I can tell you I shivered, not from the gut-numbing cold but from a presentiment of terror. What in the world did he mean by Dead but not yet buried?
Zinaida asked the hour. Mandelstam never wore a wristwatch but always knew the time; he was never off by more than a minute or two. "It is twenty past eleven -- too late for you to return to your own flat. You must come home with us and spend the night."
I took Zinaida's elbow. "We simply will not accept no for an answer, darling girl."
"You owe it to me as a poet," Mandelstam said a bit frantically. "Nothing so depends on eroticism as poetry."
"That being the case," she said with a pout, "I shall have to say..."
I could see my husband was hanging on her reply; the prospect of an erotic encounter with this gorgeous creature had pushed from his mind everything that had happened to him that evening.
"I shall have to say yes."
The three of us fell into lockstep as we headed toward Herzen House and our flat. "I outfoxed that asinine Ugor-Zhitkin, didn't I?" Mandelstam said, his spirits soaring. "Two hundred rubles for a phony manuscript! Come along, Aida. Come along, Nadenka. If I am unable to publish poetry, I can at least produce counterfeit manuscripts until the inkwells run dry in Russia."
Nashchokin Street was caked with ice. Linking arms, we made as if to skate the last thirty meters to the writers' building. The hallway inside our wing reeked from the rancid insecticide used to kill bedbugs. We were convulsed with laughter as we threw open the door to our ground floor flat and, flinging the overcoats to the floor, sprawled short of breath on the bedraggled sofa in the living room. We could hear the Swiss clock, with the heavy weight hanging on the end of the chain, ticking away in the kitchen. The radiator under the window that I'd painted rose red hissed and belched as if it were human. Somewhere above us a toilet flushed and water rushed through pipes in the walls, but nothing could dampen our spirits. The telephone in the niche at the end of the corridor started ringing and kept at it until one of the tenants answered and then shouted, "Lifshitz, Piotr Semyonovich, your wife would like to have a word with your mistress," which set us to giggling like schoolchildren.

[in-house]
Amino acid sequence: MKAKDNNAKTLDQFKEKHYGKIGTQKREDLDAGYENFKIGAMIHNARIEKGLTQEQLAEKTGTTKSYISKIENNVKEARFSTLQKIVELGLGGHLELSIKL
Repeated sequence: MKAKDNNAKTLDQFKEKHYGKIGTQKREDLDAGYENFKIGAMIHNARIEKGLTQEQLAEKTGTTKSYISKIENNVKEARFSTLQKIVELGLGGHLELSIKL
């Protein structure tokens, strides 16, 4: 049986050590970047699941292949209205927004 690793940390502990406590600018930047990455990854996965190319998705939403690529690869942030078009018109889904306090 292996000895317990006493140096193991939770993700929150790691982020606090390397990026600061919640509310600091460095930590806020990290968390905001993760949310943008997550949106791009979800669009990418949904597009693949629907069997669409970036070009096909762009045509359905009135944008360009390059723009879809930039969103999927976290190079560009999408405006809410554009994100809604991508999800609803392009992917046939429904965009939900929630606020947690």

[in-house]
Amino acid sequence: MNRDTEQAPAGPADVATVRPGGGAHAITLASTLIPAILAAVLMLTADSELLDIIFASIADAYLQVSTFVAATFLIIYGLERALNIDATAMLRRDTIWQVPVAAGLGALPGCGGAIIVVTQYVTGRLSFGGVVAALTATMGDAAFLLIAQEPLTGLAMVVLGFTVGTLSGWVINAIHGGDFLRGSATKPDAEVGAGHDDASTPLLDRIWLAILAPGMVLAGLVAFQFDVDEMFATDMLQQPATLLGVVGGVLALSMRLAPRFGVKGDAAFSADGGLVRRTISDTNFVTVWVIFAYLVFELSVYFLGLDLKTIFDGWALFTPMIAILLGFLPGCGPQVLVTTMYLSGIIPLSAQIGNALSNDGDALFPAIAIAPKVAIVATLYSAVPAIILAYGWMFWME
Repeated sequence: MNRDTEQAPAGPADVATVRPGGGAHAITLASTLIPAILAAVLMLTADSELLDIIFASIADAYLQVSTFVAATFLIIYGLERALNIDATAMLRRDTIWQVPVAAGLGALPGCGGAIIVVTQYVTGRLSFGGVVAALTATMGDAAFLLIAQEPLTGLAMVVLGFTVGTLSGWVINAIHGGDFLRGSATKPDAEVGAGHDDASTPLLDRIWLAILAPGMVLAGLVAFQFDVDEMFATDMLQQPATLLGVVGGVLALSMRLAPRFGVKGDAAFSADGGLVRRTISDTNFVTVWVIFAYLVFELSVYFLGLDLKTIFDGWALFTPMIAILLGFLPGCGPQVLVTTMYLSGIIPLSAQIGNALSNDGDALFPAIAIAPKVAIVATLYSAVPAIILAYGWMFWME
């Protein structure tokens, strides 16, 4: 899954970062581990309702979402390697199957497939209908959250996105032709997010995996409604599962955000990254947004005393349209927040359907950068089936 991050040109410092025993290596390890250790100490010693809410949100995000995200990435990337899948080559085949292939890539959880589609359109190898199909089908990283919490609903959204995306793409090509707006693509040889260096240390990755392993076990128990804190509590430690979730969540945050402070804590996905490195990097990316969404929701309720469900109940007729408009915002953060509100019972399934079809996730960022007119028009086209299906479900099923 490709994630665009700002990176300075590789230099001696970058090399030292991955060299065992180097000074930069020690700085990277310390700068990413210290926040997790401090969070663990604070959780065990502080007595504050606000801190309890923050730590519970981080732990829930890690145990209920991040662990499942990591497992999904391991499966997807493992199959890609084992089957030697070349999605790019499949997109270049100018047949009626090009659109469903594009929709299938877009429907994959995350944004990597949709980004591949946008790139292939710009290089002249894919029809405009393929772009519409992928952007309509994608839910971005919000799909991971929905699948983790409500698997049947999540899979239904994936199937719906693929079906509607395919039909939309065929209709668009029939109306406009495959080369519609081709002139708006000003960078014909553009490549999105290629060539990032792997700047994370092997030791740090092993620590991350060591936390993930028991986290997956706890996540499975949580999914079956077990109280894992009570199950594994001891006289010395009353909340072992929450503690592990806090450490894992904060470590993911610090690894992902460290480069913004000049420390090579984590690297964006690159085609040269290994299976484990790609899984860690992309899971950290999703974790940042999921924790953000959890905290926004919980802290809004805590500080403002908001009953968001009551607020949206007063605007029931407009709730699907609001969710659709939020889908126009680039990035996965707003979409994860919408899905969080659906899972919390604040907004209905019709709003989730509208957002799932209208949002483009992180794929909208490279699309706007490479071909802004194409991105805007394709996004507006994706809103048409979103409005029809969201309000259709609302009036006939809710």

When I'd caught my breath, I said something about how sexual relationships were never uncomplicated in this socialist paradise of ours.
Mandelstam set three thick kitchen tumblers on our makeshift coffee table (actually an old suitcase plastered with stickers from Heidelberg, where he'd spent a semester in 1910) and poured out what was left in the bottle of Georgian Khvanchkara, then raised his glass. "I propose we drink to the health of those who are responsible for this happy life of ours."
"No, no, let's drink to the three of us," I suggested.
"To the three of us," Zinaida exclaimed.
"Well, then, to the three of us," my husband happily agreed and we clanked glasses and drank off the wine.
"Three is a lucky number," Mandelstam said, pulling his cravat free as he licked the last of the red wine from his lips. And he launched into a self-conscious soliloquy (one that I'd heard before) about how the Bolshevik Revolution had had sexual as well as social and political consequences. "In the twenties," he told our guest, "the ménage à trois began to be widely practiced in intellectual circles. Everyone remembers the relationship between Osip and Lily Brik and Mayakovsky. Shostakovich had an open marriage with Nina Varzar. Akhmatova once lived with the very beautiful Olga Sudeikina and the composer Artur Lurye."
I supplied the succulent details. "She used to say they could never decide which of them he was in love with, so they both loved him and each other."
Mandelstam said, "I speak for my wife -- don't I, Nadenka? -- when I say we consider a three-way marriage to be a fortress no outsider can conquer."
Copyright © 2009 by Robert Littell
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